Genetically Engineered (GE) Food generally involves combining genetic material from two or more different species, and can also include exchange of genetic material between kingdoms (i.e. plant and animal kingdoms). Synthetic genes from bacteria, viruses, insects, animals, humans, are forced into the DNA of unrelated species in a way that cannot occur naturally. Selected gene traits are inserted using antibiotic markers to ensure the new traits have indeed been transferred into the end product entity, and appear to be contributing to antibiotic resistance.
GMOs are genetically modified organisms whose DNA has undergone gene insertion, and GMO is commonly recognized as a short expression for genetically engineered foods. It may also be used to refer to dsRNA and newer genetic methods. Transgenic crops are another term commonly used to refer to genetically engineered crops.
If a GMO is used for food purposes, or to produce proteins used in food, the ingested product is GM food or GE food, as the terms are often used interchangeably.
The use of genetic engineering is also known as recombinant DNA as it inserts gene sequences into DNA, a process which scientists have found is not always stable. In plants GE can be done via a gene gun or by bacterial infection using agrobacterium. Viruses can be used as promoters to drive the genetic expression such as the cauliflower mosaic virus.
Genetically engineered crops are quite different from crops derived from traditional plant breeding which typically results from selective crossbreeding of desirable individuals within its own species. Traditional breeding is done without employing additional factors such as bacteria, viruses, or antibiotics.
In animals, the first GE salmon application suddenly approved in late 2015 by FDA, combines genetic material from three different species – 2 different salmon and the eel-like ocean pout.
***It should be noted that some of the latest generation of GMO transactions are absolutely escaping any US regulatory agency review, and are types of “Genome Editing”, “Chemical Mutagenesis “, and other new techniques that are running way ahead of regulatory review, leaving world populations unknowingly participating in an unprecedented science experiment.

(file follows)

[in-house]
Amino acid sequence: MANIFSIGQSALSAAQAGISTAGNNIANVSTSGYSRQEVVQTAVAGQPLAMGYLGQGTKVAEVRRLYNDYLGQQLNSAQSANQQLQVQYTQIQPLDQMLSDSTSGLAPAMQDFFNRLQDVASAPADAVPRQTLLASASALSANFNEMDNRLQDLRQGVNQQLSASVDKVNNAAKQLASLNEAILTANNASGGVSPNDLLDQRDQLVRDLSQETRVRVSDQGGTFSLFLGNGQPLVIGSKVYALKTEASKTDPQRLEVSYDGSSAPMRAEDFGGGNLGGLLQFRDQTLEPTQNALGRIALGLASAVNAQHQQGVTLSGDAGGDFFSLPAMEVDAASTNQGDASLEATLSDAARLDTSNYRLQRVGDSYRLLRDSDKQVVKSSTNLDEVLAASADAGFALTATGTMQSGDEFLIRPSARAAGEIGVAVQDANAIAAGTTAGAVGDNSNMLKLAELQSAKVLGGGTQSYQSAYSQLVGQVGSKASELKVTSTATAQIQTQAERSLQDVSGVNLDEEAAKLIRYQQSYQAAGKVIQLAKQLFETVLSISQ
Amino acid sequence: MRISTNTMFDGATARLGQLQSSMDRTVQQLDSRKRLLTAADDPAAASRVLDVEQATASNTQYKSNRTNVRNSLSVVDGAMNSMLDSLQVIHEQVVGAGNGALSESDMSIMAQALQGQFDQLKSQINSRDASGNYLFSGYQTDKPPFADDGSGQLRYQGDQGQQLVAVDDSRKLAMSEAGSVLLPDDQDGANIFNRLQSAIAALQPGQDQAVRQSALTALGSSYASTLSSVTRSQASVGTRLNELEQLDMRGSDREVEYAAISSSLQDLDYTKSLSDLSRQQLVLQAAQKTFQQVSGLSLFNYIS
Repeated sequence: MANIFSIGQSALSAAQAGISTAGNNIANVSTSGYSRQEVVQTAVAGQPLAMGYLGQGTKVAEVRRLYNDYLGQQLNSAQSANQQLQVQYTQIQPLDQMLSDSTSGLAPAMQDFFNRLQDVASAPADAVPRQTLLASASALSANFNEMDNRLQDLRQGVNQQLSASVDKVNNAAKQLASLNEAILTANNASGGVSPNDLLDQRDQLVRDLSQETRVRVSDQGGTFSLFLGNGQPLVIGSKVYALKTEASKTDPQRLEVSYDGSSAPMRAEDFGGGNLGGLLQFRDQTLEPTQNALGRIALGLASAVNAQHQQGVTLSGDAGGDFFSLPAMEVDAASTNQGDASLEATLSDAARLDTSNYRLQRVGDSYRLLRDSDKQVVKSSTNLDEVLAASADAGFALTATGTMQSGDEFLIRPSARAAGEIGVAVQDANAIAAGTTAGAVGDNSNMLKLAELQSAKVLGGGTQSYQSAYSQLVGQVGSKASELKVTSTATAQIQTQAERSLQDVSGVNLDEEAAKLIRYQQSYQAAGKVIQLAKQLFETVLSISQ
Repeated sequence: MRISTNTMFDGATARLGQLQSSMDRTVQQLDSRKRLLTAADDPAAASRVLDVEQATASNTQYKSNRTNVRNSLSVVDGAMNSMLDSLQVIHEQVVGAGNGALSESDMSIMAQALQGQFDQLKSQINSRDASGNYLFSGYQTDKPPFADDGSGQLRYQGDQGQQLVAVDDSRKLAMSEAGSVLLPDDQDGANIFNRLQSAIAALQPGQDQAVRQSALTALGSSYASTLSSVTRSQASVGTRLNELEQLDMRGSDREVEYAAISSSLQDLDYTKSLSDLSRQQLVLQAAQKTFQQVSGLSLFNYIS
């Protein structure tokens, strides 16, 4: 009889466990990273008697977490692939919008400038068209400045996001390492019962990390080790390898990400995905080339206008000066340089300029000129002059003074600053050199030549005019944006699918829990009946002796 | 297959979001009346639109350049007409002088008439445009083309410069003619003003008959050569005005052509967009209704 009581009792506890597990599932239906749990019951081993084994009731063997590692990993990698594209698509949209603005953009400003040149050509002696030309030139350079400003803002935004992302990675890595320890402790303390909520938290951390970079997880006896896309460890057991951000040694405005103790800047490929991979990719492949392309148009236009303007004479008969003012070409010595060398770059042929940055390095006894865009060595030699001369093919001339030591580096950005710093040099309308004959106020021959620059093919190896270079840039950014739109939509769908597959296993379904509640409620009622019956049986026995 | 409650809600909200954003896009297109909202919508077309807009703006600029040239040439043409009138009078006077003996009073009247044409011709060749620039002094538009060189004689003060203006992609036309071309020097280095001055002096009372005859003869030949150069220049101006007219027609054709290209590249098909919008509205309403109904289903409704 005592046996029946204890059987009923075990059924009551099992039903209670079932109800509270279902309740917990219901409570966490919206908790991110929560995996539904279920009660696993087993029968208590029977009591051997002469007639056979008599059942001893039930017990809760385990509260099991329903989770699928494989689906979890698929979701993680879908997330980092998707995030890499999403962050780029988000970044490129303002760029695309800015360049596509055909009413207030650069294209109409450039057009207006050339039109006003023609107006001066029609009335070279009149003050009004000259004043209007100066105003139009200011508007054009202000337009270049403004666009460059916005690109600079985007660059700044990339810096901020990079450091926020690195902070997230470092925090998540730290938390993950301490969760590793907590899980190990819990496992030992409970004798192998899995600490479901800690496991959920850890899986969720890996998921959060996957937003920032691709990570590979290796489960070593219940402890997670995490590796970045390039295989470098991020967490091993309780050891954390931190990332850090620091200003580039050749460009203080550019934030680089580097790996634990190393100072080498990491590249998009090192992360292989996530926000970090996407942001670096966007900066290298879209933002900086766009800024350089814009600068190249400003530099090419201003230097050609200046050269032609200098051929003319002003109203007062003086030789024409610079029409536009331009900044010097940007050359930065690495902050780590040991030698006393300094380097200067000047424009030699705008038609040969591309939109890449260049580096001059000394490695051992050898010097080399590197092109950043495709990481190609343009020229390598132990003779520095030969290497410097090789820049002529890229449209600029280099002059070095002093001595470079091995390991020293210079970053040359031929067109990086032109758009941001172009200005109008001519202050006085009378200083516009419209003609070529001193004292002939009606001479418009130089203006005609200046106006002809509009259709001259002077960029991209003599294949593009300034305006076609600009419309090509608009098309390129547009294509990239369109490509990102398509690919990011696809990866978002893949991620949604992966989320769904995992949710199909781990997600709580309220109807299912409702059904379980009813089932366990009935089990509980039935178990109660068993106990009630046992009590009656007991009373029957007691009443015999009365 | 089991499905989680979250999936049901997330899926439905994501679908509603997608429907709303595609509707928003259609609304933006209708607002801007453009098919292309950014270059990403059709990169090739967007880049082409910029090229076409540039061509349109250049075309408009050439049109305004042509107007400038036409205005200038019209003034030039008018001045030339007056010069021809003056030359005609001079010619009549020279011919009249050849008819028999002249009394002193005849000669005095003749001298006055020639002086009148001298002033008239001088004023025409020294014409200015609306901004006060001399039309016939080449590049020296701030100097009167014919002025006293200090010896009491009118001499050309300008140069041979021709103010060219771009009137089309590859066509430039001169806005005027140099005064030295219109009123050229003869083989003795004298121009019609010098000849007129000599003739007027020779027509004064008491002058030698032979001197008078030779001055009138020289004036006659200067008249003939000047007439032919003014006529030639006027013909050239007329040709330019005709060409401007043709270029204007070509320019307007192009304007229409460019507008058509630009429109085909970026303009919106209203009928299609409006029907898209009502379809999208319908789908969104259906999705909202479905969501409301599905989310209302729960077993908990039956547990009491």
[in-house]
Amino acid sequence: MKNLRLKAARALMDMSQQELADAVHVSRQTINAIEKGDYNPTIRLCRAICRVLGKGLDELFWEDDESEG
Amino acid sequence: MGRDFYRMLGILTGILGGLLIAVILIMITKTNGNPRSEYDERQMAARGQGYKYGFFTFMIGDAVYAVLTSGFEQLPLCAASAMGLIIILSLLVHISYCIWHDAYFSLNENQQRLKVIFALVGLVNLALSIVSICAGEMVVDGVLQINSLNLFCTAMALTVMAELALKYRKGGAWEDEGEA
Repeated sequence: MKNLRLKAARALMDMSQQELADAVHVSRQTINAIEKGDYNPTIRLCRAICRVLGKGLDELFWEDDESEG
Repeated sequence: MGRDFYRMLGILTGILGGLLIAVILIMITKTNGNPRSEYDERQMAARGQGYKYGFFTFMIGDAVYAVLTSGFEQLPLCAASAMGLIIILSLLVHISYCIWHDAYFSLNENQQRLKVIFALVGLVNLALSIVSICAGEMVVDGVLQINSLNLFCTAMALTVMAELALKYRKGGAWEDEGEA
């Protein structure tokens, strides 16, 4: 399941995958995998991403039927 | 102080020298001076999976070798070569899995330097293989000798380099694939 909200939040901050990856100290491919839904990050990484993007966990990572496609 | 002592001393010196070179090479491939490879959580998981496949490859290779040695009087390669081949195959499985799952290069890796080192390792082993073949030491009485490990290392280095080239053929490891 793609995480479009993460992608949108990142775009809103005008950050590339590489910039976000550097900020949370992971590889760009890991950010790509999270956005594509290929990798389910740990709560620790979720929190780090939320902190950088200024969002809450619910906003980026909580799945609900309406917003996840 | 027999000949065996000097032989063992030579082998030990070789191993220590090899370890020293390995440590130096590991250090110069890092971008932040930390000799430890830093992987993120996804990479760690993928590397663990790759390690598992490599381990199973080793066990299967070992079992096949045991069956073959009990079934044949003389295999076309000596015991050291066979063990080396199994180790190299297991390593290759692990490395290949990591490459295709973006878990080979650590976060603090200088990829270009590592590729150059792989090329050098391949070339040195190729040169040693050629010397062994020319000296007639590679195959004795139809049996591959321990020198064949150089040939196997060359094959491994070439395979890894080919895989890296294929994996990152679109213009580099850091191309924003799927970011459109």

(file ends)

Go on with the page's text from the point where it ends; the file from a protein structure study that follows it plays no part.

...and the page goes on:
Many scientists are recommending that these newer gene trait expressions should especially be subject to regulatory assessment on a case-by-case basis because “there is no one size fits all” when it comes to crop approvals and it is more difficult to look at compositional differences in new toxin creation, nutrient availability, allergenic proteins created, or other genome impacts from the new trait and unintended events. Currently these crops are escaping any regulatory agency scrutiny or may only have to conform to voluntary industry testing lacking independent scientist review. In addition, the new crops are ever more dependent upon using more complex combinations of toxic chemicals due to increased pest resistance, including pesticides such as Viet Nam era 2,4-D and dicamba poisons. Synergistic effects from using combinations of such toxic chemicals alongside RoundUp in our food crops, water, and soils are not known to be required.
For more detailed information, please refer to Genetic Roulette by Jeffrey Smith, which extensively footnotes the source material and science behind his books and information on genetic engineering. GMO Myths and Truths, from a British group, earthopensource.org, which was just updated in 2014, has very well footnoted and independent science behind the well organized and very readable subject matter.
Last note: genetic engineering for crops and plants is reviewed differently from medical genetic engineering, and the FDA has just approved a GMO Salmon under a New Animal Drug Application(say what ??!) within FDA’s Veterinary Sciences Division, apparently because there was no other way to approve it under the current regulations.